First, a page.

Heavy rains, late frosts, hailstones the size of golf balls that fall even in the middle of summer... Although the effects of global warming are felt throughout France, winegrowers are particularly affected by these unpredictable weather phenomena.
In the Loire Valley, frost destroyed most of the buds in 2016 and 2017.
In Alsace, violent hailstorms devastated part of the vineyards in the Bas-Rhin at the beginning of June 2017, just as in Beaujolais, where winegrowers were already struggling to stem the losses suffered the previous year. The southernmost regions are not immune from bad weather, as evidenced by Fronton, which was hit by hail in 2017 after being struck by late frosts.
The State can grant a deferment of payment of social contributions or a reduction in taxes on undeveloped land, as was the case in April 2017, but only private insurance can cover part of the damage caused by bad weather.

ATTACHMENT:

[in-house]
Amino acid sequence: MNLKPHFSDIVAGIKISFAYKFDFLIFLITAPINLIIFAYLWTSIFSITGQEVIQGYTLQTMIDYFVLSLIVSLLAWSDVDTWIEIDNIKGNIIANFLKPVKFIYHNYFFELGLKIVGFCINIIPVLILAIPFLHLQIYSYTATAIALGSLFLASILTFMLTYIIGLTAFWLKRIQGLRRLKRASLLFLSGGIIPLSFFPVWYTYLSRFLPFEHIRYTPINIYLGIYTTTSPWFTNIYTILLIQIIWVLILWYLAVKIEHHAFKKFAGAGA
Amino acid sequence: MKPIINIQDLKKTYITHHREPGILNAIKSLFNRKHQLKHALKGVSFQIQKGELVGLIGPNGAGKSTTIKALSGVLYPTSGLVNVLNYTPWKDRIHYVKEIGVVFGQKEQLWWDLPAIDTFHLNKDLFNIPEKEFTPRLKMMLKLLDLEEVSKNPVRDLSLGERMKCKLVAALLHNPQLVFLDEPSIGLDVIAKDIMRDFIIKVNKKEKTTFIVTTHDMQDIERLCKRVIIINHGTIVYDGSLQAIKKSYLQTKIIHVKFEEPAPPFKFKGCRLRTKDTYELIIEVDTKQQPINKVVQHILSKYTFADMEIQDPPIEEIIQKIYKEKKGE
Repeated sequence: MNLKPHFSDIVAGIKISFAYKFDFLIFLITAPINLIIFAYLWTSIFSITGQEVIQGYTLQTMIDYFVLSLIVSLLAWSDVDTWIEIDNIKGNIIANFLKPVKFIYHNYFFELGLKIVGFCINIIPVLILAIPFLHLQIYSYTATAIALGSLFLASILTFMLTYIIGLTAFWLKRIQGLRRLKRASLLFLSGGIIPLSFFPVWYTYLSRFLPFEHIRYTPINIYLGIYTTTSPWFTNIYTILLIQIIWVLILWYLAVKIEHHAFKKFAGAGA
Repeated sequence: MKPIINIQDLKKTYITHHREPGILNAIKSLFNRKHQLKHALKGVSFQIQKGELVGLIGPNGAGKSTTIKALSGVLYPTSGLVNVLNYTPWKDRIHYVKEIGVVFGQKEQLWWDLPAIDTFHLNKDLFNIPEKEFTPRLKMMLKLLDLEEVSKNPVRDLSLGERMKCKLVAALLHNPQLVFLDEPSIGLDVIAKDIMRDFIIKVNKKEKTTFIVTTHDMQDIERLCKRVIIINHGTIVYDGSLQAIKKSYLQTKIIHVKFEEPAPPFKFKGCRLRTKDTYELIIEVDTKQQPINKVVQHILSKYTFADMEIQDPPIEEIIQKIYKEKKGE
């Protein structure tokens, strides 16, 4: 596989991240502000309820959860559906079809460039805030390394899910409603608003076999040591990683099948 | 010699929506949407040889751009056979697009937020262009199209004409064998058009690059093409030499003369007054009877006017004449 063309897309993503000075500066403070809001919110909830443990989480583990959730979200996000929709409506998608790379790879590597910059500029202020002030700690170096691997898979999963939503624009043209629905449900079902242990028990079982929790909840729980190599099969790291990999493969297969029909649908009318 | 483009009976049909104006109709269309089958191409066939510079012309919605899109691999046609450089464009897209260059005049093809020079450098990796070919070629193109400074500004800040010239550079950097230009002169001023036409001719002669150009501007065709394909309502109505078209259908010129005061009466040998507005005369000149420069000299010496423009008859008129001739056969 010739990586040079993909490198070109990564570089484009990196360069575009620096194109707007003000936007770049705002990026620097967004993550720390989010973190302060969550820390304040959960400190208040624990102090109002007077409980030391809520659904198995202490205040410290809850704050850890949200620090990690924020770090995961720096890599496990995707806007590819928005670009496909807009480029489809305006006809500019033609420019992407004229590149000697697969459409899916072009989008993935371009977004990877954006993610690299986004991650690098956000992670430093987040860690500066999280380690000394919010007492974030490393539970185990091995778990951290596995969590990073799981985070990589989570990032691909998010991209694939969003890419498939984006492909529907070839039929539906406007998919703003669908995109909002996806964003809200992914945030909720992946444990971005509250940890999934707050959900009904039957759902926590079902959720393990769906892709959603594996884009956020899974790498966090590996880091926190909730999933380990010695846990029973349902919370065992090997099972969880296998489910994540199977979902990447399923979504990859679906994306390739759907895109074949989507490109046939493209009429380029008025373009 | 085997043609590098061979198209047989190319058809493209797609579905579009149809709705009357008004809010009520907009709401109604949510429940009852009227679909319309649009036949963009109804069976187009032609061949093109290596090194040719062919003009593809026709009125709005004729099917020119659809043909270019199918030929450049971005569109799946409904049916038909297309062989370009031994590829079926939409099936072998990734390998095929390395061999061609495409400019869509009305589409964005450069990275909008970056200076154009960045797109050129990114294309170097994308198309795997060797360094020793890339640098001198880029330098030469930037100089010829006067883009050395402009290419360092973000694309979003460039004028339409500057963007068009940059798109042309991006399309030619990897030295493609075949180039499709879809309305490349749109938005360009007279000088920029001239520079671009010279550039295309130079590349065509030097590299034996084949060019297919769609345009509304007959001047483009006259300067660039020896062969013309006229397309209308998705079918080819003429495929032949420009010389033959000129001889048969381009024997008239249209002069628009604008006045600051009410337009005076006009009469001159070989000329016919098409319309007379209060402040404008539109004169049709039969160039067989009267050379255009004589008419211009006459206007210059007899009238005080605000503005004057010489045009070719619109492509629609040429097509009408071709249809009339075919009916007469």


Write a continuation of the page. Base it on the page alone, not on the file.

According to FNSEA figures, 23% of farms are now protected by crop insurance. “We have revised the basic contract, which has enabled us to increase the number of policy holders since 2012,” says Jérôme Volle, spokesman for France's leading agricultural union, before adding a caveat. “If we want to go a step further, we will have to propose a more innovative model to winegrowers”. The specific bone of contention involves the five-year average, which allows the price of insurance contracts to be indexed. “It is very low after three bad years, which has led to an increase of between 2 and 10% in the price of contracts in 2018”.
Reducing the excess on insurance policies also raises issues as the vast majority of wine growers prefer to give up European subsidies rather than be exposed to a non assumption of responsibility of the insurance share if damage does not exceed 30% of the covered area. The subject is a priority for the industry and will be “studied so that a scheme that better reflects reality can be secured from 2019 onwards”, says Jérôme Volle.
By Alexandra Reveillon